A rare East coast earthquake shook Washington D.C. at around 2 p.m. EST on Tuesday, reaching 5.9 on the Richter scale, RadarOnline.com can report.
According to AP reports, both the Pentagon, the White House and many buildings along Capital Hill were evacuated in fear of after shocks.
The epicenter of the quake was in Mineral, Virginia and shocks were reportedly felt as far north as New York City, Philadelphia, Toronto and Martha's Vineyard, where President Barack Obama is currently vacationing and was playing golf at the time.
It is the strongest earthquake to be based in Virginia since 1897.
As the ten year anniversary of 9/11 approaches, many people in the nation's capital feared that the tremors were caused by a terrorist attack.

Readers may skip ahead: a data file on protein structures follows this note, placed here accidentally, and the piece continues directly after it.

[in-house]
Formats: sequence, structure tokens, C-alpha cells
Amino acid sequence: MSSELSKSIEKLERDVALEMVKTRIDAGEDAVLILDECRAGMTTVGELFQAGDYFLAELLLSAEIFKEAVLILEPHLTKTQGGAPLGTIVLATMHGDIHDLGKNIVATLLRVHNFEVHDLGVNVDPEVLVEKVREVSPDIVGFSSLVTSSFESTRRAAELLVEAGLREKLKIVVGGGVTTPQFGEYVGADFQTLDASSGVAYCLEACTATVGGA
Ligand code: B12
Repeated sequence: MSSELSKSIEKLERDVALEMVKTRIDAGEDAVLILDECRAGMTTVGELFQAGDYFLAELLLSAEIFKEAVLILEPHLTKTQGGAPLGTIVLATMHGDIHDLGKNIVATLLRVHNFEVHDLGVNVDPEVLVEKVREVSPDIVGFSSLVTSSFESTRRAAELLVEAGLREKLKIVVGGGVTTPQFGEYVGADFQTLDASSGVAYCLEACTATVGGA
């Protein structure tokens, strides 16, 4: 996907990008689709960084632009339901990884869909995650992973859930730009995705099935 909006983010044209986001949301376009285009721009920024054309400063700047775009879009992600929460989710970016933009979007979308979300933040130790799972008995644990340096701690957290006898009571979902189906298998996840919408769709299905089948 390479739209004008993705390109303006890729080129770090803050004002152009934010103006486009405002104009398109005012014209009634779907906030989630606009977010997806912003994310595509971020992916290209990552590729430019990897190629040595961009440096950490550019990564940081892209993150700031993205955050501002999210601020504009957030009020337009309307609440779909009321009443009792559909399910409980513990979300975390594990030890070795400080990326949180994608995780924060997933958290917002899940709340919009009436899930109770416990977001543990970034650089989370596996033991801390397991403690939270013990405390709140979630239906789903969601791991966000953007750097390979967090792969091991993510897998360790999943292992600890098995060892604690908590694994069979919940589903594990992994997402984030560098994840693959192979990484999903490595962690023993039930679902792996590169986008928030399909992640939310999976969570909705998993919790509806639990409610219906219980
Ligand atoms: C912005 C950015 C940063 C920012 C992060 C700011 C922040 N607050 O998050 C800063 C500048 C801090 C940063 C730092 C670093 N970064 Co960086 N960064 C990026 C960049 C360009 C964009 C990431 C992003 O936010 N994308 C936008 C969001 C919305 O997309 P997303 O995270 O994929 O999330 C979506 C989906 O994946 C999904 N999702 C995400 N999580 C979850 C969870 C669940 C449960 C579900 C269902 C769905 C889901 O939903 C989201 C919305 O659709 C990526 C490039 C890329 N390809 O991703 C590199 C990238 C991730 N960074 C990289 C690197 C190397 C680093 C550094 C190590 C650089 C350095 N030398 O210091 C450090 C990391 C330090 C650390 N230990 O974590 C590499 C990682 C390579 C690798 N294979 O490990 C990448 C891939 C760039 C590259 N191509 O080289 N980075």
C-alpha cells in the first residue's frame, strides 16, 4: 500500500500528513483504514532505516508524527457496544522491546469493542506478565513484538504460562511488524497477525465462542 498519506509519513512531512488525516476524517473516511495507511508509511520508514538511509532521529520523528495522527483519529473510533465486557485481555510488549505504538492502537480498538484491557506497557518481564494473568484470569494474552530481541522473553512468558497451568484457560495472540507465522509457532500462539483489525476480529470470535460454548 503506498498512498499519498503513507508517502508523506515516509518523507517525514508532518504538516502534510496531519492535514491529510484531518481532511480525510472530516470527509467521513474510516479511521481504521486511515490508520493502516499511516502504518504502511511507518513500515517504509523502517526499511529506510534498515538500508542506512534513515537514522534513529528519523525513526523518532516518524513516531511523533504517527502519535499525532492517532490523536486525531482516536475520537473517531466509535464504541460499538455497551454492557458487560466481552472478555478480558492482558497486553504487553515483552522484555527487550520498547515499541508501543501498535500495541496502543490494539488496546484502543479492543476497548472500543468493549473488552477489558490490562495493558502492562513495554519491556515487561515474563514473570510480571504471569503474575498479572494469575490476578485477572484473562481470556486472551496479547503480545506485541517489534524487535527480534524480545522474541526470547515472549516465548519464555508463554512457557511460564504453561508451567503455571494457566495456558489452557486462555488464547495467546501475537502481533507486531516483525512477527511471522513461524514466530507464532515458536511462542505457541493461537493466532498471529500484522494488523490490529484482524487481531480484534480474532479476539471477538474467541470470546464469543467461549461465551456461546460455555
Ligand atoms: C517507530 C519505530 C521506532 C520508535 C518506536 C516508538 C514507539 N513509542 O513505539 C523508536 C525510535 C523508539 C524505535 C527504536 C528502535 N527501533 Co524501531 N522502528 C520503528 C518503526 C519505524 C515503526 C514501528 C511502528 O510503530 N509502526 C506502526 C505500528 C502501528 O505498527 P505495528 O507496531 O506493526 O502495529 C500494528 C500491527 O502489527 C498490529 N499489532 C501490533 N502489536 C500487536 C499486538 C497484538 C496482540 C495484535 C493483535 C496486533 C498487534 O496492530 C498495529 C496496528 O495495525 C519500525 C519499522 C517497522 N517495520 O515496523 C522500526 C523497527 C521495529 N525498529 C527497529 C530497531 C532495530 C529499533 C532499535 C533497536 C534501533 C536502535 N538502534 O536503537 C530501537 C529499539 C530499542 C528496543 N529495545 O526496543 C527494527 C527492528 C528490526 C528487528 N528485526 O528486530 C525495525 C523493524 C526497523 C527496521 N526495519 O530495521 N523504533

"When the building began shaking rather violently, hundreds of people began streaming out," reported CNN's Barbara Starr, who was standing in the Pentagon's press office when the roof started to shake.
Traders on the floor of the New York Stock Exchange felt the affect of the quake as monitors shook and cell phone service has been disturbed in many areas of the city.
No major damage or injuries have been reported at this time.
The quake came less than a day after Colorado was hit by the biggest earthquake in more than 40 years that reached 5.3 on the Richter scale on Monday night.